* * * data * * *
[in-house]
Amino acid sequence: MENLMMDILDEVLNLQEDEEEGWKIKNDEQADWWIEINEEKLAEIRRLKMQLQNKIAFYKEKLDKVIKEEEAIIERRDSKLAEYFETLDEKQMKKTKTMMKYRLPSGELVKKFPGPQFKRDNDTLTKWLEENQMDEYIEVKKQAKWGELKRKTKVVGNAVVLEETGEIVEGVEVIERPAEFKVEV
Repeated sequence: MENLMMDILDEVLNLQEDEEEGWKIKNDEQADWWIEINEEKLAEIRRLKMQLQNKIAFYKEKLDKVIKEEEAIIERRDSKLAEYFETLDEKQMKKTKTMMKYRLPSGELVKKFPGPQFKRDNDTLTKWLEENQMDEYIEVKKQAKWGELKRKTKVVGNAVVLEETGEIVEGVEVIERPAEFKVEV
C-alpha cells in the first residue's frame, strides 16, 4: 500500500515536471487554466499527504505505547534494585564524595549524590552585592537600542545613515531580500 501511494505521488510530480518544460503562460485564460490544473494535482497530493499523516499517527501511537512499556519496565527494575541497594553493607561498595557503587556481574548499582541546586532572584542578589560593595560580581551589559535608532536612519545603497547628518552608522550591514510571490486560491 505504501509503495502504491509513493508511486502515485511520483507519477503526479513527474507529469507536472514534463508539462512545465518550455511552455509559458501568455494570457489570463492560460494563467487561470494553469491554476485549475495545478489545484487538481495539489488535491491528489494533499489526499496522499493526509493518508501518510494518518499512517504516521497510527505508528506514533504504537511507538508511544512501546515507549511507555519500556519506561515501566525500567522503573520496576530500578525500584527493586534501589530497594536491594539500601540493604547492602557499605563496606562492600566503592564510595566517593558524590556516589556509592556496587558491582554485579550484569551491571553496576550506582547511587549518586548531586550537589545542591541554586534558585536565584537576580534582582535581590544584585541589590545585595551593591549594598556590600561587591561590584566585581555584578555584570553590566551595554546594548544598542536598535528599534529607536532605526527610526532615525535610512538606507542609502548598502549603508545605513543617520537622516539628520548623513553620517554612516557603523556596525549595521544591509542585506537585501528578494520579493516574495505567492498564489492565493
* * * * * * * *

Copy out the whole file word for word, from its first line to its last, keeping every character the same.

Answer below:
[in-house]
Amino acid sequence: MENLMMDILDEVLNLQEDEEEGWKIKNDEQADWWIEINEEKLAEIRRLKMQLQNKIAFYKEKLDKVIKEEEAIIERRDSKLAEYFETLDEKQMKKTKTMMKYRLPSGELVKKFPGPQFKRDNDTLTKWLEENQMDEYIEVKKQAKWGELKRKTKVVGNAVVLEETGEIVEGVEVIERPAEFKVEV
Repeated sequence: MENLMMDILDEVLNLQEDEEEGWKIKNDEQADWWIEINEEKLAEIRRLKMQLQNKIAFYKEKLDKVIKEEEAIIERRDSKLAEYFETLDEKQMKKTKTMMKYRLPSGELVKKFPGPQFKRDNDTLTKWLEENQMDEYIEVKKQAKWGELKRKTKVVGNAVVLEETGEIVEGVEVIERPAEFKVEV
C-alpha cells in the first residue's frame, strides 16, 4: 500500500515536471487554466499527504505505547534494585564524595549524590552585592537600542545613515531580500 501511494505521488510530480518544460503562460485564460490544473494535482497530493499523516499517527501511537512499556519496565527494575541497594553493607561498595557503587556481574548499582541546586532572584542578589560593595560580581551589559535608532536612519545603497547628518552608522550591514510571490486560491 505504501509503495502504491509513493508511486502515485511520483507519477503526479513527474507529469507536472514534463508539462512545465518550455511552455509559458501568455494570457489570463492560460494563467487561470494553469491554476485549475495545478489545484487538481495539489488535491491528489494533499489526499496522499493526509493518508501518510494518518499512517504516521497510527505508528506514533504504537511507538508511544512501546515507549511507555519500556519506561515501566525500567522503573520496576530500578525500584527493586534501589530497594536491594539500601540493604547492602557499605563496606562492600566503592564510595566517593558524590556516589556509592556496587558491582554485579550484569551491571553496576550506582547511587549518586548531586550537589545542591541554586534558585536565584537576580534582582535581590544584585541589590545585595551593591549594598556590600561587591561590584566585581555584578555584570553590566551595554546594548544598542536598535528599534529607536532605526527610526532615525535610512538606507542609502548598502549603508545605513543617520537622516539628520548623513553620517554612516557603523556596525549595521544591509542585506537585501528578494520579493516574495505567492498564489492565493